Stephanie Rogers is a twenty-four year old human being living and existing in Asheville, North Carolina. She spends her free time nurturing various addictions which include caffeine, the Internet...
Illustration by Holden Mesk
I worry that I’m starting to show signs of premature aging. I think that Nora Ephron essay is getting into my head. I feel bad about my neck. I picked up the collection a few years ago when I was in Philadelphia, and by the end of the first page, I heard my grandmother’s voice like a roar: put moisturizer on your neck. A lot of women forget about their neck. In three brief sentences, both Nora and my grandmother have damned me to a lifetime of wondering:
What my neck will look like when I’m old
If it will look “good”
I think of middle and old age like a destination that I will, one day, arrive at. I will wake up, look at my flesh prison in my full-length mirror, and the voice of the divine will intone, Bitch, you are OLD. Only then will I realize that I am ninety-four and covered in wrinkles. After I read that Nora Ephron essay, I downloaded a PDF by a small press writer called "I Don’t Feel Bad About My Neck." I never read it. A month later, the computer crashed, and I lost everything. That’s what happens when you get old.
I don’t actually feel bad about my neck. It’s fine. And by the time it’s not fine, I can just wear turtlenecks until I croak. What I’m really concerned about is my face! I think about it like, constantly, which may or may not be weird for someone who is only twenty-five. But since old age still feels so far off, I’ve become obsessed with whether or not I have crow’s feet, under-eye bags, or lines around my mouth rising to the surface of my face. It’s the only way to mark the passage of time, really (especially if you are like me, and completely lack any type of emotional growth.)
It’s never too early to start an anti-aging skincare regimen, according to the Internet. Women’s Health, Redbook, and New Science use words like toxins and preventative. We live in the age of toxins, evil particles that float around in air, food, cosmetics, alcohol, always there to infect you with...more toxins. Toxins make you look old and therefore supremely unfuckable, which will never do!
You could be doing better, says Cosmo.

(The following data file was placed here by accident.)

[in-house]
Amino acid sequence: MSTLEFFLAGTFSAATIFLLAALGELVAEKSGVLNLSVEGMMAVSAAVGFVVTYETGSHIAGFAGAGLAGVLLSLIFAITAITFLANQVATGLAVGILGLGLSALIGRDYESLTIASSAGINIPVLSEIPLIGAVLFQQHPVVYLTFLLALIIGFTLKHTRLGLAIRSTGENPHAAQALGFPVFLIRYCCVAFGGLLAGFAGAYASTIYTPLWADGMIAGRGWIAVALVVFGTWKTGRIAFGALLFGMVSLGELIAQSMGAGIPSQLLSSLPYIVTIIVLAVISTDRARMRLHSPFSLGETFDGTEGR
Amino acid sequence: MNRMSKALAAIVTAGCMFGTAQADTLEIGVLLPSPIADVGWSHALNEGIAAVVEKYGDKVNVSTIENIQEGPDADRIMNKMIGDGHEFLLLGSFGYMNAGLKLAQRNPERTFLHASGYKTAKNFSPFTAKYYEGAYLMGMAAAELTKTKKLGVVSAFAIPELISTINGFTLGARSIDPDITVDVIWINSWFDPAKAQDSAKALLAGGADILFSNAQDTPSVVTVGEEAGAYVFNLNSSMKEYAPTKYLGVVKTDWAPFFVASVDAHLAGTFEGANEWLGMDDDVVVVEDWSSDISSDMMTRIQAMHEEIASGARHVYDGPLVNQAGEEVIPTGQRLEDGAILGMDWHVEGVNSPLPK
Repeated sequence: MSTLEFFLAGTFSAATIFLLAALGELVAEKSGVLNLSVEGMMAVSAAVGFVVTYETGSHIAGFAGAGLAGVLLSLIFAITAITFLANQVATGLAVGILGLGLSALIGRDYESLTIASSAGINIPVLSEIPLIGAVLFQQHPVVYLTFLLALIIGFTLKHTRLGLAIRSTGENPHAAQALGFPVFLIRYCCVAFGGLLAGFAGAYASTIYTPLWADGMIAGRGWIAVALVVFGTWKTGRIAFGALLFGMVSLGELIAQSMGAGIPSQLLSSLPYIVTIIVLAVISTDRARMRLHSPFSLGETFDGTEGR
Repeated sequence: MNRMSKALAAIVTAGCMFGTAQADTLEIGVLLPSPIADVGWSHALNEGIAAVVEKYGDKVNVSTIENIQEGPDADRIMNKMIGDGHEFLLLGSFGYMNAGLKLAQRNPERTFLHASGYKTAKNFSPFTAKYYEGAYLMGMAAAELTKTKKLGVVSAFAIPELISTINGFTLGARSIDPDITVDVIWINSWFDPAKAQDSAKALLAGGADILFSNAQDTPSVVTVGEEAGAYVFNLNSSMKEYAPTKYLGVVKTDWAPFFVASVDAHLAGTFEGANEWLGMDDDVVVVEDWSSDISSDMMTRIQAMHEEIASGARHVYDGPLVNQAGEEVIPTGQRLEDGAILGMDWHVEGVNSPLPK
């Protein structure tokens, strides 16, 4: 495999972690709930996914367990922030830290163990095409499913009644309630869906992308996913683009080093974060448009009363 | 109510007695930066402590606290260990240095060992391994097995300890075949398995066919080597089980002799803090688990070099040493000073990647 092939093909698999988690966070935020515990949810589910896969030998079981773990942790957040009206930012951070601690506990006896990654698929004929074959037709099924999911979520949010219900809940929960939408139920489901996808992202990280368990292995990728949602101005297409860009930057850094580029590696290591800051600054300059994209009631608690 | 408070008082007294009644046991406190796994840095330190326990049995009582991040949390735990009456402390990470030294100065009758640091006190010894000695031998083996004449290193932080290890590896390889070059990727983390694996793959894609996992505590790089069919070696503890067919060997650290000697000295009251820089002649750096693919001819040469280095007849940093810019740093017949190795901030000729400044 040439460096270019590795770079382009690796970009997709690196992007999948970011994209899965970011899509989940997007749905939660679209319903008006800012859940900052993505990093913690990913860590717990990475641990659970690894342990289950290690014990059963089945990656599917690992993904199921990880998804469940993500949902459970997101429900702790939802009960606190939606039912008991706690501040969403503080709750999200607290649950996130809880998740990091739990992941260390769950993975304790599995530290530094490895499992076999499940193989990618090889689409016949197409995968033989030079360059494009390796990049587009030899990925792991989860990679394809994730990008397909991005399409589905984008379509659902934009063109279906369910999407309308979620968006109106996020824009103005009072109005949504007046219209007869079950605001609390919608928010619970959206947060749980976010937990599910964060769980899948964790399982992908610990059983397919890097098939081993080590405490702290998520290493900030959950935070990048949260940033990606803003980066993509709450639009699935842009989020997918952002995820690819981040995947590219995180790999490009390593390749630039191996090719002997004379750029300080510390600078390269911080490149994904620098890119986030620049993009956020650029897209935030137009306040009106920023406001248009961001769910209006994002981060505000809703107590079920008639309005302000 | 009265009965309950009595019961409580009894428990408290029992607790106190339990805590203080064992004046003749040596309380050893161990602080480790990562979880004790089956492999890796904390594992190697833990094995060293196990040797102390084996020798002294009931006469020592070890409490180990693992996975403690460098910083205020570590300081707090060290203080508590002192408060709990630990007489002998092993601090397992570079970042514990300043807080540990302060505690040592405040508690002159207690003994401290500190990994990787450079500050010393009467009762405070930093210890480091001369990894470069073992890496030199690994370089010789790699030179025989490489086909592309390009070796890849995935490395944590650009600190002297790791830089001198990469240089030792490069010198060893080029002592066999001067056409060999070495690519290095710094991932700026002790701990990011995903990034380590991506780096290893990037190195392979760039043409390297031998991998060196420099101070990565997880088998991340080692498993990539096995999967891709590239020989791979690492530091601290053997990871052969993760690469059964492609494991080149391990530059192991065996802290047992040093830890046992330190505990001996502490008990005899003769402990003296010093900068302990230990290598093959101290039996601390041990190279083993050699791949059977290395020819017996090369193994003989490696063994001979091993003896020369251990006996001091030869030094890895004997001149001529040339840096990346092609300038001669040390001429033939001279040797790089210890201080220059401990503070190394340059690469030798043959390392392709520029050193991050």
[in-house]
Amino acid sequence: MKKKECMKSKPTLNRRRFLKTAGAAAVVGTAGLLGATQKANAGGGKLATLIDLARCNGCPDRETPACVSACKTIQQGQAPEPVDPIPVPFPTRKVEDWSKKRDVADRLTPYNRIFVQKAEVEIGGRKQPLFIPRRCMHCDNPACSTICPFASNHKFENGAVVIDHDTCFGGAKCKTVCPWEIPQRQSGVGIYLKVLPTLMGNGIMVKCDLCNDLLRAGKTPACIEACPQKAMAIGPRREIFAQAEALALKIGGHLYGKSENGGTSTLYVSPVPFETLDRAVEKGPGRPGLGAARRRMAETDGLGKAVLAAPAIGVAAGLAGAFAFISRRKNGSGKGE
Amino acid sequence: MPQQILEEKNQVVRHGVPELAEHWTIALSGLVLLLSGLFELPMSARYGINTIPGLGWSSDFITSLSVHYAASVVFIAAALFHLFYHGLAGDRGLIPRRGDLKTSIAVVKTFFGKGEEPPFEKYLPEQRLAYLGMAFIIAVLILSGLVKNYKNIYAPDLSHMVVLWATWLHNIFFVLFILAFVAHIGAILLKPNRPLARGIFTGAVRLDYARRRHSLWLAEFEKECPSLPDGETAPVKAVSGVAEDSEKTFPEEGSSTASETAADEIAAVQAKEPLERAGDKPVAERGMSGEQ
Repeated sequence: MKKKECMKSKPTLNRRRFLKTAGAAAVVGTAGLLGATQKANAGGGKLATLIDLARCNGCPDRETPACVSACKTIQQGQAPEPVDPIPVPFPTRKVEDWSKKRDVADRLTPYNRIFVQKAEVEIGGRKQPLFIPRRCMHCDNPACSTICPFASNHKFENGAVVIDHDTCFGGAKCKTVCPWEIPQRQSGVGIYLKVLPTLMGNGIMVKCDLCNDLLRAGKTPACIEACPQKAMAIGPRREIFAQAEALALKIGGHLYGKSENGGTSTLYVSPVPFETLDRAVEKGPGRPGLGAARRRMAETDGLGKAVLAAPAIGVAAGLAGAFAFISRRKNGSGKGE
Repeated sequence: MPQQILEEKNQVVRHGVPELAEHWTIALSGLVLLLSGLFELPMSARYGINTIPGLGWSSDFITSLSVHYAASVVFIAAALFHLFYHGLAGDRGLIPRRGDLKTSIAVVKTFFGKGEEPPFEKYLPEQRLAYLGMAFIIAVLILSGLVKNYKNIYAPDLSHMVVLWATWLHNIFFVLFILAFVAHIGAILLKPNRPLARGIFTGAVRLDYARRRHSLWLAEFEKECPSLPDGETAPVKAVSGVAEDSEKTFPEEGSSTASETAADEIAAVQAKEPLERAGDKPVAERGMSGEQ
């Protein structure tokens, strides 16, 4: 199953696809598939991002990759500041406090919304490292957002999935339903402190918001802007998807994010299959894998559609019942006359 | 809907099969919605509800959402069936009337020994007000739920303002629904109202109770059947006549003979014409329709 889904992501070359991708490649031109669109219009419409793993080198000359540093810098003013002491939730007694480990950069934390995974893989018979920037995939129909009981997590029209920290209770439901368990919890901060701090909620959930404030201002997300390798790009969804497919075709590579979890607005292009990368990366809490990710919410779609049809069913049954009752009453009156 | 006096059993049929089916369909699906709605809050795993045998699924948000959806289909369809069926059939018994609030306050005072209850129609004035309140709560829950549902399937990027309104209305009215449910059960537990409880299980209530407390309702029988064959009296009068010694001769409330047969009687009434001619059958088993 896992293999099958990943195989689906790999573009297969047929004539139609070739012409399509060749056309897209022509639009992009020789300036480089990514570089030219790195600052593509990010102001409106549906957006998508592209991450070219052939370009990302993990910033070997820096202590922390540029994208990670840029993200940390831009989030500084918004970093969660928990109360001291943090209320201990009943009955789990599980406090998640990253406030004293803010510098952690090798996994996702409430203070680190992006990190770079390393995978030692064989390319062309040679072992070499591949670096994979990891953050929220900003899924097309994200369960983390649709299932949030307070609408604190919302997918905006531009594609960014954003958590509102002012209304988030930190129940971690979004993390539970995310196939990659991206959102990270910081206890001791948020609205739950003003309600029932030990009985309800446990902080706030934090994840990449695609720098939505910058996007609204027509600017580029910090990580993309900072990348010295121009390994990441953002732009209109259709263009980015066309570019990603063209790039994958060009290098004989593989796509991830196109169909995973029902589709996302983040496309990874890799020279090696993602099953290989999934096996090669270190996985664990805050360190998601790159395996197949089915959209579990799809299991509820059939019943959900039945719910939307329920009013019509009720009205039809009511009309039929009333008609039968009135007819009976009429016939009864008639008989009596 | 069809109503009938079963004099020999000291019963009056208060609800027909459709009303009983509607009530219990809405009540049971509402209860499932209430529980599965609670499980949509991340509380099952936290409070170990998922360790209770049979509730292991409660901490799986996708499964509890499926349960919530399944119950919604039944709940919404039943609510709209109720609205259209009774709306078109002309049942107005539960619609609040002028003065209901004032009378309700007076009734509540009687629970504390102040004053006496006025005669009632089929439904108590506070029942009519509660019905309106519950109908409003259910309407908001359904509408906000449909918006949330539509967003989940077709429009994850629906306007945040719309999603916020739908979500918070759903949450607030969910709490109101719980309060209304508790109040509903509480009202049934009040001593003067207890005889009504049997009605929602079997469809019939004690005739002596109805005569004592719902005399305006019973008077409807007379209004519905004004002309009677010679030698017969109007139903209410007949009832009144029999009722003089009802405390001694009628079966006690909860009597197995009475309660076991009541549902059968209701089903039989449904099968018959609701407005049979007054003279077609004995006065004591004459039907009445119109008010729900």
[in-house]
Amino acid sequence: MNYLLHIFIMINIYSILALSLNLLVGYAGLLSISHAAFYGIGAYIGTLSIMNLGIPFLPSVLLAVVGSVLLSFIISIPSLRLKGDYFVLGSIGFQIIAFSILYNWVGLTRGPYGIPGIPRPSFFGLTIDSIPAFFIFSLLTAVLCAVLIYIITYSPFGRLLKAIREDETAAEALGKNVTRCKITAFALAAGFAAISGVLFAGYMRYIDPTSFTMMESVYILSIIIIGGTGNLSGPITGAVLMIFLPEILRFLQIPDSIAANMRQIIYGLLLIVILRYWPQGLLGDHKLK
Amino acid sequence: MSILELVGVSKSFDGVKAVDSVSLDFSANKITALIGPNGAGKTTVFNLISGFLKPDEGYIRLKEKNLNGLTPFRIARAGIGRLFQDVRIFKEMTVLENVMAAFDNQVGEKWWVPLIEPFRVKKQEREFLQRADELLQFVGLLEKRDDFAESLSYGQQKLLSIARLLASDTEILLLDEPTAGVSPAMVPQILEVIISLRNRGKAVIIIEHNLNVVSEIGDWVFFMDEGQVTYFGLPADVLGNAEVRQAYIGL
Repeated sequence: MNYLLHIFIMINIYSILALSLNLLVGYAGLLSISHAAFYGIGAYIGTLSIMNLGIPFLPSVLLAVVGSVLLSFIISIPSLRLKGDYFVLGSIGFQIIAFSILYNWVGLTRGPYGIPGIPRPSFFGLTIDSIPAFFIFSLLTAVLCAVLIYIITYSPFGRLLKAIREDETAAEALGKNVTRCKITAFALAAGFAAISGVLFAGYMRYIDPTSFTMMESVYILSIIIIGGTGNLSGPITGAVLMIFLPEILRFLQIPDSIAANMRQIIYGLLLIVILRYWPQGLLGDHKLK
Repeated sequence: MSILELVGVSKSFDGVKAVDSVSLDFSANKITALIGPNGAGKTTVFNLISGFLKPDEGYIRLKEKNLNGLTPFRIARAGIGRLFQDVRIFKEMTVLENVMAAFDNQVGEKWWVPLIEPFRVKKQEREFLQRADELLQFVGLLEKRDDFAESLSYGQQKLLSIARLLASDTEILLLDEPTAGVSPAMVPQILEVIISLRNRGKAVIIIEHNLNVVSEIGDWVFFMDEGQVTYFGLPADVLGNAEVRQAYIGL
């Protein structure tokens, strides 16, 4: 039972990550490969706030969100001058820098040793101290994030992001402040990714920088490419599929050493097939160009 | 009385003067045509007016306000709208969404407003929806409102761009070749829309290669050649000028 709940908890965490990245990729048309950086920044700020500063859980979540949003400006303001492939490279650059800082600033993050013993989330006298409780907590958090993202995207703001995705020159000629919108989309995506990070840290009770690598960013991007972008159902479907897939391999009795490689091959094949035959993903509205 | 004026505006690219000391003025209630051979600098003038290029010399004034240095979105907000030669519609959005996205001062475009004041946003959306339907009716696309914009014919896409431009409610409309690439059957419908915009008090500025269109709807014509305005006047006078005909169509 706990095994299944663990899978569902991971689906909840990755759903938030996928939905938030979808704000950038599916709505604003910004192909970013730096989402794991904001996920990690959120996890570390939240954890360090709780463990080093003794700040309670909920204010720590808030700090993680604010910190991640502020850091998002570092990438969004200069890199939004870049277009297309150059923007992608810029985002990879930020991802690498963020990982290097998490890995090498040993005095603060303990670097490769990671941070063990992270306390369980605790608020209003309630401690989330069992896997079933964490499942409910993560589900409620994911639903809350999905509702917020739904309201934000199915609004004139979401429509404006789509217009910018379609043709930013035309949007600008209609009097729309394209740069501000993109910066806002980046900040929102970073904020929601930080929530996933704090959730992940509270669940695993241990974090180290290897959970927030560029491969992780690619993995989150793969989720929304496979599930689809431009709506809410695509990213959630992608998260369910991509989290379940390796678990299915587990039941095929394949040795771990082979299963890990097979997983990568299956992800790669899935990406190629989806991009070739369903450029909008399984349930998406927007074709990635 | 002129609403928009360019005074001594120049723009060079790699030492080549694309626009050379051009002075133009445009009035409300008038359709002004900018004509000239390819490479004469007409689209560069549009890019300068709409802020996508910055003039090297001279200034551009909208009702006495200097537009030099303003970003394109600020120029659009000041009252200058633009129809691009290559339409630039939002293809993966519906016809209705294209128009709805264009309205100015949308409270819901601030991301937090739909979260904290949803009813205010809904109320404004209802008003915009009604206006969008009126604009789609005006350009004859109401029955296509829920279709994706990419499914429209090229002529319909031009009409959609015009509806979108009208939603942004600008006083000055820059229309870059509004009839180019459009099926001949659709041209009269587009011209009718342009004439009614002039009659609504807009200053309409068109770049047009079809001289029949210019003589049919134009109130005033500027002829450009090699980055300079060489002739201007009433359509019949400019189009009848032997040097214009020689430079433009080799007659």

Your life might speed up, but your body does the opposite, warns Refinery29.
The best face creams cost two hundred dollars or more. And that doesn’t even include serums, micellar water, and “preventative” Botox. Cell turnover and metabolism in women slows around twenty-five. I never see anything about this in GQ or Men’s Health. The female body decays at a much faster rate than the male body. Just another eternal curse from Eve. She was a real slut for knowledge, and look us now: suffering her consequences like there is no tomorrow. Which there truly might not be.
In middle school, I was forbidden to wear makeup under pain of death, but my mom bought me sunscreen when I was twelve. When I compliment her freckles - identical to my own - she says, “They’re not cute, they’re sun spots.”
In People Magazine, I learn that Kim Kardashian doesn’t smile or drink out of straws because it causes wrinkles.
I wonder what it would be like to be a celebrity and always have people add "young" to the search query when they Google your name. I wonder if I’ve ever seen my mother drink out of a straw.
And my grandmother, despite all her perfect skin, can’t stop talking about how much she wants to die. The first time she told me she was “ready for death to take her,” she held my hand across the glass-top kitchen table I’ve eaten breakfast at my entire life. I didn’t know what to say. She has like, four wrinkles. I drove home alone through the suburbs to my parents’ house, crying.
I can’t stop thinking about this Guardian headline I read: the cult of youth cheat the young and old alike.
Of what, I'm not totally sure.
We are women of SPF and floppy-brimmed hats, sitting beneath umbrellas on the seaside of life. We never get in the water to swim. There is too much sun. I imagine myself trapped on a plot of land in Oregon with nothing but micellar water and face cream. Beautiful, young, alone, becoming older all at once; the language of beauty winding like roots around my brain until I can hardly think straight anymore.
At the age of 25, I’m already afraid of what comes next. There is scant visual representation of beautiful, vibrant, happy older women in American culture. We choose hags, witches, and bitches again and again. And It is true that the fear of aging stands behind my shoulder like a demon on television that whispers in my ear. But there has to be more than just that. There must be something else that comprises womanhood besides preparing for the eventual end of youth and goodness.
What might be more true is the possibility of choice: that of rejecting commercial standards of beauty and seeing traveling through time as an adventure instead of a curse; of accumulating sun spots and laugh lines and yes, some floppy-brimmed hats from gas stations along the way. No one can be beautiful all the time. And ultimately, the women that inspire me most are the ones are too busy being alive to always think of what their face and neck might look like in any given situation. I love women who choose not to dye their silver hair, listen to good music, and brag about smoking cigarettes with Primal Scream on a fire escape in the eighties. The women who are always a little bit of a wild card, even to themselves. There are no two hundred dollar face creams for sale on the road.
In March, my grandmother turned 94. I photographed her blowing out the candles on her cake, and listened as she told me about her lesbian phase in college for the millionth time. Holding my smooth hand in her paper-thin ones, she told me she wanted to die again. And this time, I just rolled my eyes. She’s been saying that for years.